NorthShore University HealthSystem has seen a steady return of almost all services since June, and currently the health system is close to 100% of where it was before the coronavirus pandemic.
NorthShore is now charting a course forward, even with the expectation that it will realize a significant decline of about a quarter billion dollars this fiscal year.
But with colder weather settling in and the flu season beginning in earnest, the large, Chicago-based health system of five acute care hospitals and 150 outpatient locations has had to do what many hospitals are now doing – downshifting and reverting back to some of the measures it took in the midst of the initial COVID-19 pandemic.
“The last couple of weeks have shifted things,” said Chief Operating Officer Sean O’Grady. “We now have to scale back some of these things, because we have to free up beds for the high rates of [COVID-19] we’ve seen.”
As in many states in the U.S., the number of COVID-19 cases in Illinois is climbing.
“The next eight weeks will probably be significantly challenging, and then we’ll see a decline,” O’Grady said. “We want to ensure we get back to business as quickly as possible. It will impact our ability to meet budget projections, but we feel comfortable.”
At the beginning of the COVID-19 pandemic, NorthShore weathered a financially dire period from the middle of March to the end of May, according to Chief Operating Officer Sean O’Grady. The system saw a significant recovery in June, July, August and September, but corporate revenue was down 10% as of September.
“We entered 2020 with strong financials, so it was never a question of whether we could survive, but really making sure we adapted,” O’Grady said. “We didn’t want to realize any long-term harm to the organization.”
There were a few different components to NorthShore’s financial mitigation strategy, which began back in March. For one, even though the system canceled a good portion of its clinical portfolios, it kept staff salaries whole for the first several months, because leadership didn’t know where and when people would be needed.
Over time, the system rolled out workforce strategies as it adapted to the decline in revenue. Even though it had to institute some difficult temporary measures, such as pay cuts and furloughs, there were no involuntary layoffs. Some clinicians decided to use the opportunity to sunset their careers, which helped substantially. Through targeted labor strategies, NorthShore was able to right-size its workforce.
It’s a strategy that has also worked for RWJBarnabas in New Jersey, according to CEO Barry Ostrowsky, and for Faith Regional Health System in Nebraska, according to CFO and VP of finance Johnathan Wilker. Having a stable balance sheet to begin with also helped all three systems.
“We had the flexibility to take the long view,” O’Grady said. “Without our strong balance sheet we wouldn’t have had the opportunity to do that.”
Critically, NorthShore’s integrated approach to governance has paid dividends during the pandemic. Rather than operating as a loose conglomeration of hospitals, O’Grady views the system as a single hospital with five locations, functioning cohesively and basing success on system-wide performance, as opposed to the individual performance of each entity.
When a decision is made at the top, it trickles down to the hospitals in a uniform fashion. One hospital’s success is the success of all; one’s failure is the failure of all. The individual constituents sink or swim together.
All of the decisions NorthShore has made during the pandemic have been informed by data, and indeed it’s been the system’s efforts at digital transformation that have truly greased the wheels.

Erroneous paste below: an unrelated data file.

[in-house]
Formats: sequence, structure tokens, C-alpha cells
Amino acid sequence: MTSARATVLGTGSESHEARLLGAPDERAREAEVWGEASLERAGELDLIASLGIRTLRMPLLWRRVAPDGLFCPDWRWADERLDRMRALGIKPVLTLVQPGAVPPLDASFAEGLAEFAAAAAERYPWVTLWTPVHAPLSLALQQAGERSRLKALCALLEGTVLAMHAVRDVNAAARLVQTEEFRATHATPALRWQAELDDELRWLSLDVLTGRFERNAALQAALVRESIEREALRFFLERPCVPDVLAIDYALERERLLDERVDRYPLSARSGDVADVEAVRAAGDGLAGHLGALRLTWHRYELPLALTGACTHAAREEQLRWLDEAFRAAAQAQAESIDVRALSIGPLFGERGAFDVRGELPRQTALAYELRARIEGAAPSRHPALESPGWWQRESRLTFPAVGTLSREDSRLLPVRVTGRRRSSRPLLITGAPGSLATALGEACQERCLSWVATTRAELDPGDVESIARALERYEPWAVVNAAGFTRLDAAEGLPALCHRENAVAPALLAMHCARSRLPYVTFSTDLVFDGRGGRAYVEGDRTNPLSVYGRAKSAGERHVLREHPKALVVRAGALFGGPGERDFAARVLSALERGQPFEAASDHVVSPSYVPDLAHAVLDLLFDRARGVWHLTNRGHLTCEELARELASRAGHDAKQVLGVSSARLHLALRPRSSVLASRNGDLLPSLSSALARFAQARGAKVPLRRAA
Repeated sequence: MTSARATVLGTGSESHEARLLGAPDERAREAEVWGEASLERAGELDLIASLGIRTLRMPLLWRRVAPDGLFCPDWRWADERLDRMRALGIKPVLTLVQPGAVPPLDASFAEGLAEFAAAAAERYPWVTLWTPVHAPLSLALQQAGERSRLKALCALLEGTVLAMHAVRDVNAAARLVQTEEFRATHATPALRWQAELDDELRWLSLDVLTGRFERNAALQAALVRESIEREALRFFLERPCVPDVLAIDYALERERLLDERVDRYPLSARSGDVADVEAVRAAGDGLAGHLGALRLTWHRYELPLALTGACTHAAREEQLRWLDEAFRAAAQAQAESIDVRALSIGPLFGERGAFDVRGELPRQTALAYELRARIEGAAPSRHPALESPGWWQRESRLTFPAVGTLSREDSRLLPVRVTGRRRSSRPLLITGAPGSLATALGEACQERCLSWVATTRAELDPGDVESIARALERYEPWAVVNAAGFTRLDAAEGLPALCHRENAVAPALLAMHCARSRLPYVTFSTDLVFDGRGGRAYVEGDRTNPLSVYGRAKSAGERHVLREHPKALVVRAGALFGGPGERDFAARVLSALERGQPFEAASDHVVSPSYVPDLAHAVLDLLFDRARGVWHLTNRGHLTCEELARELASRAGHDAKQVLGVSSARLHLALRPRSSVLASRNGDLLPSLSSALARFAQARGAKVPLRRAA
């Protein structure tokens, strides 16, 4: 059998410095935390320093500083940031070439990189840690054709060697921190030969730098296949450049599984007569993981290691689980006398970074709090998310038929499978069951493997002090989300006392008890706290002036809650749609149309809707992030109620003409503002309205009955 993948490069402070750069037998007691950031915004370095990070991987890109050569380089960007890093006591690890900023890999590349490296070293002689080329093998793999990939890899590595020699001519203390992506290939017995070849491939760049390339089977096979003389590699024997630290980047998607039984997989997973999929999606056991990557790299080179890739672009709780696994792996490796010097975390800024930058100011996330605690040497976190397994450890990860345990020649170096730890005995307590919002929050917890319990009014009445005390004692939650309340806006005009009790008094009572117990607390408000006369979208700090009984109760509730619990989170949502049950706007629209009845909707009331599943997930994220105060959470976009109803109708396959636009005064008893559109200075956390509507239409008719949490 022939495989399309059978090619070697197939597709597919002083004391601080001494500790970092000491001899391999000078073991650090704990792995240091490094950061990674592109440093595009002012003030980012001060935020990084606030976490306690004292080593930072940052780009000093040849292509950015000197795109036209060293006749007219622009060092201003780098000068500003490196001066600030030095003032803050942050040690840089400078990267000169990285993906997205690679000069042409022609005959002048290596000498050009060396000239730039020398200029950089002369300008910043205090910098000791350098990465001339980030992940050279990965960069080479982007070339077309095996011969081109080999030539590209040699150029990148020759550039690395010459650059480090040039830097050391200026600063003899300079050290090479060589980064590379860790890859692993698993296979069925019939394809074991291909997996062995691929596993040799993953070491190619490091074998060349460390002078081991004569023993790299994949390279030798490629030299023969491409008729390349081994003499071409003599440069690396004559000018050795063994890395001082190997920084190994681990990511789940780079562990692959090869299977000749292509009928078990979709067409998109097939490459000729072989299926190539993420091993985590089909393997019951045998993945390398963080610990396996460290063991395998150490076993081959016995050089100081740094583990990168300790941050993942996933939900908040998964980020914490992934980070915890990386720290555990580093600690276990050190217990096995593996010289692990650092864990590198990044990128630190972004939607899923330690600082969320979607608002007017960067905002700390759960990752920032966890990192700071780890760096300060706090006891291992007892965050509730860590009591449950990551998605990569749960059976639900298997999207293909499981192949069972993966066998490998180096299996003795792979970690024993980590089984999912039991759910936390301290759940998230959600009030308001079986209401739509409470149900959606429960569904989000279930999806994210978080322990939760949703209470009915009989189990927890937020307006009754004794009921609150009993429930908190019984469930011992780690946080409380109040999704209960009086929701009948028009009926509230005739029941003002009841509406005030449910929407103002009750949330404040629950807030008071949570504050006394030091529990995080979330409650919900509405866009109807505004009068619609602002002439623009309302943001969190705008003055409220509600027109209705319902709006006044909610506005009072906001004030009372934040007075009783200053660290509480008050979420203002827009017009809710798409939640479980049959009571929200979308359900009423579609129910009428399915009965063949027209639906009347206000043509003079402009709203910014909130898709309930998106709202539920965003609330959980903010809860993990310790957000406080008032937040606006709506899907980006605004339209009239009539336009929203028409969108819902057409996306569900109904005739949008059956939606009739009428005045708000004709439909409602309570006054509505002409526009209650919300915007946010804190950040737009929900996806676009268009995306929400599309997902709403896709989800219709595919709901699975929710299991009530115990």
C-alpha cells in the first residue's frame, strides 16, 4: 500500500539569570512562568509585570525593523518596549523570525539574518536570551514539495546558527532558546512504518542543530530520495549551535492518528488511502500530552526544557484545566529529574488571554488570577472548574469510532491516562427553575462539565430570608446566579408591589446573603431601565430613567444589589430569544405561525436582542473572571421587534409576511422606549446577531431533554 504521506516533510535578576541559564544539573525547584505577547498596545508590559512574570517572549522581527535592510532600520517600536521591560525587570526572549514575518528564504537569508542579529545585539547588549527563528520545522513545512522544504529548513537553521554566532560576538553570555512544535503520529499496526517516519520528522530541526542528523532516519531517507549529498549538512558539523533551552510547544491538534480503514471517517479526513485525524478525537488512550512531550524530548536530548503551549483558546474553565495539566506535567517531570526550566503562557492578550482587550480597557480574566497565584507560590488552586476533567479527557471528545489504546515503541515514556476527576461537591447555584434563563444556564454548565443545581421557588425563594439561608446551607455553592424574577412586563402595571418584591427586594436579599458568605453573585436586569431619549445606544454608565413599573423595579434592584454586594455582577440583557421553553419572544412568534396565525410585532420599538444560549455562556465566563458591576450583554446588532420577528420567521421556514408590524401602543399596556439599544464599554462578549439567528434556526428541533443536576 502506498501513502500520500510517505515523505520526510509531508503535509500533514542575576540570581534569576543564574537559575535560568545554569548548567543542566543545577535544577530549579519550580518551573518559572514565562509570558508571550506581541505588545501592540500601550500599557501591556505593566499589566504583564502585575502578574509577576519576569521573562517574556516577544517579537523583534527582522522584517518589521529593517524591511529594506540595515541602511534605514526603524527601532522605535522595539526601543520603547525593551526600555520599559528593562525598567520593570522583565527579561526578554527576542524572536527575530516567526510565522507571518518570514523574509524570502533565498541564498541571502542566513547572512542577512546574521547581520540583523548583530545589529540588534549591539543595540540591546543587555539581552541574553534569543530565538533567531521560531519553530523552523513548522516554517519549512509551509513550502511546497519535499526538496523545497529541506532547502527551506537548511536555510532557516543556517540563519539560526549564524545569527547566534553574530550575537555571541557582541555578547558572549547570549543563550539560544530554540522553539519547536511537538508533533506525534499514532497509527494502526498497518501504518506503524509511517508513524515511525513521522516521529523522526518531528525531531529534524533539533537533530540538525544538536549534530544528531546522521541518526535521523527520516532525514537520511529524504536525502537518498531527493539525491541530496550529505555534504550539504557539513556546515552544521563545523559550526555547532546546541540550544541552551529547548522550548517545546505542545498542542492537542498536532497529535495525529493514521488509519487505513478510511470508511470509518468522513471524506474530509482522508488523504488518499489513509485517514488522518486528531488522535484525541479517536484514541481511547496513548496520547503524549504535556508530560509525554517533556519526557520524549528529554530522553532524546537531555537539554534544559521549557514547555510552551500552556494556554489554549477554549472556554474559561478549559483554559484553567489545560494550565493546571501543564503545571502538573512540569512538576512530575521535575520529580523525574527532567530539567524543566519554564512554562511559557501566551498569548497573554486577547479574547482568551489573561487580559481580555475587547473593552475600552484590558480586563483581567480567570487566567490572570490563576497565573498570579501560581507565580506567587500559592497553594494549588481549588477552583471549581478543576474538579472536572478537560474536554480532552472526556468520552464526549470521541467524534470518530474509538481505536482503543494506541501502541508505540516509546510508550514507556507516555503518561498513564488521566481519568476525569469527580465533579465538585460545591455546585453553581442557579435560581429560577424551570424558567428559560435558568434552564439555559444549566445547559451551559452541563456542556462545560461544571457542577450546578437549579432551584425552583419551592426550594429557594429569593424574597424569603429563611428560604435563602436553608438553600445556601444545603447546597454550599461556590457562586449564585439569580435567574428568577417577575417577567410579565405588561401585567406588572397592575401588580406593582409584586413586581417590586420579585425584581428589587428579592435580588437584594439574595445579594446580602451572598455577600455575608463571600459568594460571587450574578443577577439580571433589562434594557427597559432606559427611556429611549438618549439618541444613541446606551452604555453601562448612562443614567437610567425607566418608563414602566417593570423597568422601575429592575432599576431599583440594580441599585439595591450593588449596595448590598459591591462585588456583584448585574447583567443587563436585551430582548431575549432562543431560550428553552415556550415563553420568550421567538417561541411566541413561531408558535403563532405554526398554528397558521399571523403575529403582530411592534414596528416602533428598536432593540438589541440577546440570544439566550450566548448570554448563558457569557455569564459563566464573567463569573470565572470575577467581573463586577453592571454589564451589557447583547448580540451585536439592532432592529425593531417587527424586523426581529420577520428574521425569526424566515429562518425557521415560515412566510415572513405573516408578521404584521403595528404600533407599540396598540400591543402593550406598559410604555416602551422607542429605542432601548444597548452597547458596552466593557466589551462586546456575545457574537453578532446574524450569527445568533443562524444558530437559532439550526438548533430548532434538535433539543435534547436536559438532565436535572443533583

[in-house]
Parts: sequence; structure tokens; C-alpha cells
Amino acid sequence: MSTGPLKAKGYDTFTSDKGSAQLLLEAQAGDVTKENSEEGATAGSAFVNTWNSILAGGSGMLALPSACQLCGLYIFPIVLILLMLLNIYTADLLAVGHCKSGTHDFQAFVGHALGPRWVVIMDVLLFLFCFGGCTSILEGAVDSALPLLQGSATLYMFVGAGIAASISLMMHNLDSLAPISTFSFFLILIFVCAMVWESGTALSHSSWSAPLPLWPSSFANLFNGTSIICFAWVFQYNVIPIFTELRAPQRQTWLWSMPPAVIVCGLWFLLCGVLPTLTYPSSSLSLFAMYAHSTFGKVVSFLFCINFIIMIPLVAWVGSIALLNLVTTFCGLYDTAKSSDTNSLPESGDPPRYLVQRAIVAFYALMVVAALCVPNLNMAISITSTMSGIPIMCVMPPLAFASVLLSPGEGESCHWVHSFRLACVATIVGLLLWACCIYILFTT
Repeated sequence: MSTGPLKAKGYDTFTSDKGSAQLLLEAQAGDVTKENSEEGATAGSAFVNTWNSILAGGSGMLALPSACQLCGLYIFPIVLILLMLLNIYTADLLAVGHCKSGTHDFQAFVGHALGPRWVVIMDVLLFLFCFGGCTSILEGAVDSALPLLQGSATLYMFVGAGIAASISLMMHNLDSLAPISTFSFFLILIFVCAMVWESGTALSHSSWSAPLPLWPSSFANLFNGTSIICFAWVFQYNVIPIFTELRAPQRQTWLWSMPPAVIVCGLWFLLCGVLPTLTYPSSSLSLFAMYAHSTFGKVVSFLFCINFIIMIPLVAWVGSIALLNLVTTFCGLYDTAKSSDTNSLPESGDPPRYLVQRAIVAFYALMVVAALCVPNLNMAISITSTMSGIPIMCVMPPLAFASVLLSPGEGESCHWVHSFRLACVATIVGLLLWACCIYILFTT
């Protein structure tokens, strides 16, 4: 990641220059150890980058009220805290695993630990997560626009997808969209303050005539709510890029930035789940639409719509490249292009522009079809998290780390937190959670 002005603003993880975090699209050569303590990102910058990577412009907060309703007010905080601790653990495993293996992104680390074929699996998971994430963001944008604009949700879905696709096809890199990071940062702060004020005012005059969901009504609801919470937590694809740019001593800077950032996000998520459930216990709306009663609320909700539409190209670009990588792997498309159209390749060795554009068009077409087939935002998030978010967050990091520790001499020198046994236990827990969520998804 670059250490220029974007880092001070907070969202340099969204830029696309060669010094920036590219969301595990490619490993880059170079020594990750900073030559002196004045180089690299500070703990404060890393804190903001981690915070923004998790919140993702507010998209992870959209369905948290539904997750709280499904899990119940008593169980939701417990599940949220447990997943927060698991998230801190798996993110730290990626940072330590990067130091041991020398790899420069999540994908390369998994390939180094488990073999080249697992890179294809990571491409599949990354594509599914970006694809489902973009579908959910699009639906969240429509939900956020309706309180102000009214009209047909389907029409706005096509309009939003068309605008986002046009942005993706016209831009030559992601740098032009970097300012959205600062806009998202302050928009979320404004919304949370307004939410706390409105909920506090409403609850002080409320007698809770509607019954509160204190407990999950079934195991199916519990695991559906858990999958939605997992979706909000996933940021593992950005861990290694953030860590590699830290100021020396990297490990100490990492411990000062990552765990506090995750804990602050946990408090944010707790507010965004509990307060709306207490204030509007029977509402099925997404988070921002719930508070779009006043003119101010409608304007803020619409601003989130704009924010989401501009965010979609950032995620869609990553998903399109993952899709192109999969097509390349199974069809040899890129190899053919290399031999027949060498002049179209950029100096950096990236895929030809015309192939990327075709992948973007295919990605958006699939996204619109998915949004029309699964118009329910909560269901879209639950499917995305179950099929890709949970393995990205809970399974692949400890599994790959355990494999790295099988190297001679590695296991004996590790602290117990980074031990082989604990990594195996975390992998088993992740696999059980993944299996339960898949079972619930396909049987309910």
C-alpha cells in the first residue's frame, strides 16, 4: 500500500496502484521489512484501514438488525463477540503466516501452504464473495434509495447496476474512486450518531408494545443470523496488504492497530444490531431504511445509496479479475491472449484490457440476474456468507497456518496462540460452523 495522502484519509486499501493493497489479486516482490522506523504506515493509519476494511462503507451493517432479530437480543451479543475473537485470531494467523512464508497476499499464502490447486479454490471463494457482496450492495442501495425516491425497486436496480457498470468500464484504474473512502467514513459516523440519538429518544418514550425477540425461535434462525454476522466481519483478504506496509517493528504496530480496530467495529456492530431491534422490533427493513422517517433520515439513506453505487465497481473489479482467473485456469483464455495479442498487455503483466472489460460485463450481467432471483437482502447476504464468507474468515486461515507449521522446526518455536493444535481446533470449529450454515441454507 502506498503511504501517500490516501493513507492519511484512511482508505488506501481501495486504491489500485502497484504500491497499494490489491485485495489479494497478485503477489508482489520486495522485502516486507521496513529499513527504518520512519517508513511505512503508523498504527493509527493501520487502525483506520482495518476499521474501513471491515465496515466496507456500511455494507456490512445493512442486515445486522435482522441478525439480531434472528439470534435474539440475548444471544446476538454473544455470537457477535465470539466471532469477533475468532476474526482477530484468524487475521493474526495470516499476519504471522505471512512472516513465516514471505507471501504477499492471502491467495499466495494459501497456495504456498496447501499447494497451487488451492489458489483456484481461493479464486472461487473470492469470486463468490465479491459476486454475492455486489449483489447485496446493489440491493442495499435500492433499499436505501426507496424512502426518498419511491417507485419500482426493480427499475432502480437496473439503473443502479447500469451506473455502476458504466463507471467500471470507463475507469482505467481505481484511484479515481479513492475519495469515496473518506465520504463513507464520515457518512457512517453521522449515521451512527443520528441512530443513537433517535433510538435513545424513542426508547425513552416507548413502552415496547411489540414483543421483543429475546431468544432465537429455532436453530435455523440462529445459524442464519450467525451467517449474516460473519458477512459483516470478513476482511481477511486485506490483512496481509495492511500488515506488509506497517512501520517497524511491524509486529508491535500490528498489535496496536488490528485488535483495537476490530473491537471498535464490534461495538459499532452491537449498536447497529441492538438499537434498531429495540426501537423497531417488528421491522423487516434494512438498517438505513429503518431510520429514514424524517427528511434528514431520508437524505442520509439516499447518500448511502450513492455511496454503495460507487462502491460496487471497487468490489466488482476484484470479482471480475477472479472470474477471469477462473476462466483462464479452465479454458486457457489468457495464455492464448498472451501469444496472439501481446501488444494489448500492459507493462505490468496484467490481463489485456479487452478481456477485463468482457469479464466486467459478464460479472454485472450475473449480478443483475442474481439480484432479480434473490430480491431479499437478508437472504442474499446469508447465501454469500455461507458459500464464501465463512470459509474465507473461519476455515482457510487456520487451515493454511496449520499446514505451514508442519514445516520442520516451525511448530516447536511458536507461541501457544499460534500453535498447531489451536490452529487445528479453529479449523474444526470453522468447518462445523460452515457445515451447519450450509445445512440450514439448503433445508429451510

Recently, the health system achieved a rare designation from the HIMSS Analytics Adoption Model for Analytics Maturity, or AMAM, which incorporates methodology and algorithms to automatically score hospitals around the world relative to their analytics capabilities. (HIMSS is the parent company of Healthcare Finance News.)
Parsed into eight stages from 0 to 7, the model is designed to measure and advance an organization’s analytics capabilities. NorthShore was recently given the Stage 7 designation for AMAM, which means the organization has not only established strong analytics capabilities, but is also demonstrating that it’s using the technology in a useful and meaningful way.
Stage 7 represents the apex of leveraging data-driven platforms, such as the Clinical Analytics Prediction Engine and the Electronic Cardiac Arrest Risk Triage, to provide better care and operational performance.
Also, HIMSS revalidated NorthShore’s Stage 7 status on the EMR Adoption Model and Outpatient EMR Adoption Model. Both models are used to improve patient care, while reducing costs in case studies on predicting medical spend – and also developing an inpatient antibiotic stewardship assistance program using real-time EHR data. NorthShore is one of only five organizations worldwide that has achieved Stage 7 status on these three maturity models.
“It’s really about a corporate-wide organizational culture about using data to make decisions,” said Chad Konchak, assistant vice president of health information technology at NorthShore. “There’s a lot of gut-level decision-making, especially at the top, and all evidence suggests that isn’t as effective as data-driven decision-making processes.”
What’s unique about the analytics model, said Konchak, is that while there’s a technical component, he views that as taking a back seat to the governance aspects. Length of stay offers an example: Six years ago, there were four definitions of it at the health system, while now it’s set to a standard that everyone trusts and agrees to.
That’s not a technical issue, but rather speaks to how the data is used. The organization now has a better understanding of its weak points and has a methodological process for improving them.
Through this organic process, the team realized there’s significant value in extracting data.
“Our very first attempt at dipping our toes in predictive analytics was with MRSA, a bacterial infection people get in the hospital,” said Konchak. “We used to universally test everybody for MRSA, and it’s costly, because we don’t necessarily get reimbursed for that particular test, and there are a lot of false positives. Family can’t see them; it’s not a great thing. We said, ‘If we can identify those who are at highest risk of MRSA, reduce the number of tests we’re doing, but also still maintain and control it, it reduces the burden financially.'”
With analytics integrated into the EHR, NorthShore cut testing in half, but maintained a low infection rate. That alone saves the organization three quarters of a million dollars per year, and there are other practical financial benefits as well.